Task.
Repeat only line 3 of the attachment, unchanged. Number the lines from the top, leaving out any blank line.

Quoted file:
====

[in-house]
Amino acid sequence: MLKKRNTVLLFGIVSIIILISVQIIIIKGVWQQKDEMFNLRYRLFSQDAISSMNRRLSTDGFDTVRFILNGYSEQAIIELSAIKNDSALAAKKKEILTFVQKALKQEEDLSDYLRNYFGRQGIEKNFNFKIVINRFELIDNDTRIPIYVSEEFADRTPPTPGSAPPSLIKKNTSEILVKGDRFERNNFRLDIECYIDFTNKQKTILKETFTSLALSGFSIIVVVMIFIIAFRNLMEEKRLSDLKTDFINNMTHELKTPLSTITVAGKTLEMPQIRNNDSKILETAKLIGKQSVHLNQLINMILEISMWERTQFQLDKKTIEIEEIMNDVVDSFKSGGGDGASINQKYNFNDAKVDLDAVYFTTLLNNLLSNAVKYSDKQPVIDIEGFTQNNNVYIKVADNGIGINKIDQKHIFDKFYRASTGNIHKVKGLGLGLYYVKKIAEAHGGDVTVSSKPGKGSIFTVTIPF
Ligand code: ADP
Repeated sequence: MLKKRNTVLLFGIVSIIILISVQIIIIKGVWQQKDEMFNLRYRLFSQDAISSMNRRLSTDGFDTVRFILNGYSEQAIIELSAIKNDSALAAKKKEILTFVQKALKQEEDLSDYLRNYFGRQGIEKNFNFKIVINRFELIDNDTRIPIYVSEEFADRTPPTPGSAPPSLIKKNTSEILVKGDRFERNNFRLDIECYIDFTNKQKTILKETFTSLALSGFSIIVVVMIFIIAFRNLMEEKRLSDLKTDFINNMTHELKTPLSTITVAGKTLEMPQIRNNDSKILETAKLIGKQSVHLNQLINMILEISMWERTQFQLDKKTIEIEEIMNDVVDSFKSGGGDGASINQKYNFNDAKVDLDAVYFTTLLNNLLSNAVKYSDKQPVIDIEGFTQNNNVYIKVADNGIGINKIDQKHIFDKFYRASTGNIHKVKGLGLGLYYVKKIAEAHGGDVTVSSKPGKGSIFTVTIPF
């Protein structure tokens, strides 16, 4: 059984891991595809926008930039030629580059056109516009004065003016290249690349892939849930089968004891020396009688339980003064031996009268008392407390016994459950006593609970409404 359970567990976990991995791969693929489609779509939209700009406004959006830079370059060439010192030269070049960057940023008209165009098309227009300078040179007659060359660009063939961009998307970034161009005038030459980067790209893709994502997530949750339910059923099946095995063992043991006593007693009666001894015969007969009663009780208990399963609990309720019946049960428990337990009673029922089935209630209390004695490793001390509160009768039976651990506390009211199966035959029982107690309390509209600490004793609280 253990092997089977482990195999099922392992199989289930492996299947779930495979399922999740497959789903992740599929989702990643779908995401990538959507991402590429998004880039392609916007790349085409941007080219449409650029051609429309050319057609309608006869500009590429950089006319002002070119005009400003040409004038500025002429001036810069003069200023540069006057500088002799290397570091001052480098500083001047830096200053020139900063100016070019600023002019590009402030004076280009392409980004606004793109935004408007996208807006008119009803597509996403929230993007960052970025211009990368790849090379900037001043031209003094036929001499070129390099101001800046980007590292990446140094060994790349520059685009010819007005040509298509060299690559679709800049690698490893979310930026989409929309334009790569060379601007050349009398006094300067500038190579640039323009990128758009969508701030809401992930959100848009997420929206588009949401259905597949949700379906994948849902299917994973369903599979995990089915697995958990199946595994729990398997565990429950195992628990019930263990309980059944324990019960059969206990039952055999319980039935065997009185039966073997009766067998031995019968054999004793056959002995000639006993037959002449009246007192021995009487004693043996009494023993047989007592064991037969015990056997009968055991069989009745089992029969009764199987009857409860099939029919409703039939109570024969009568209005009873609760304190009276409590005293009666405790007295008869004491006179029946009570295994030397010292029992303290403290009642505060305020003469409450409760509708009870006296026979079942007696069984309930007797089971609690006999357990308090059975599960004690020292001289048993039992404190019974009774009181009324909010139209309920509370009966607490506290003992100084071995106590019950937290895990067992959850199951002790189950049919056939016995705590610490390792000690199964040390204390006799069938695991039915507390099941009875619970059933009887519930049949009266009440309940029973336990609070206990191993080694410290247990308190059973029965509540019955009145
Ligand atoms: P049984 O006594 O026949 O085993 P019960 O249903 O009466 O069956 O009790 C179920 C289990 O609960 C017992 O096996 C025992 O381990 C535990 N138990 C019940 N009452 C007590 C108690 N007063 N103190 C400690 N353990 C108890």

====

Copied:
Ligand code: ADP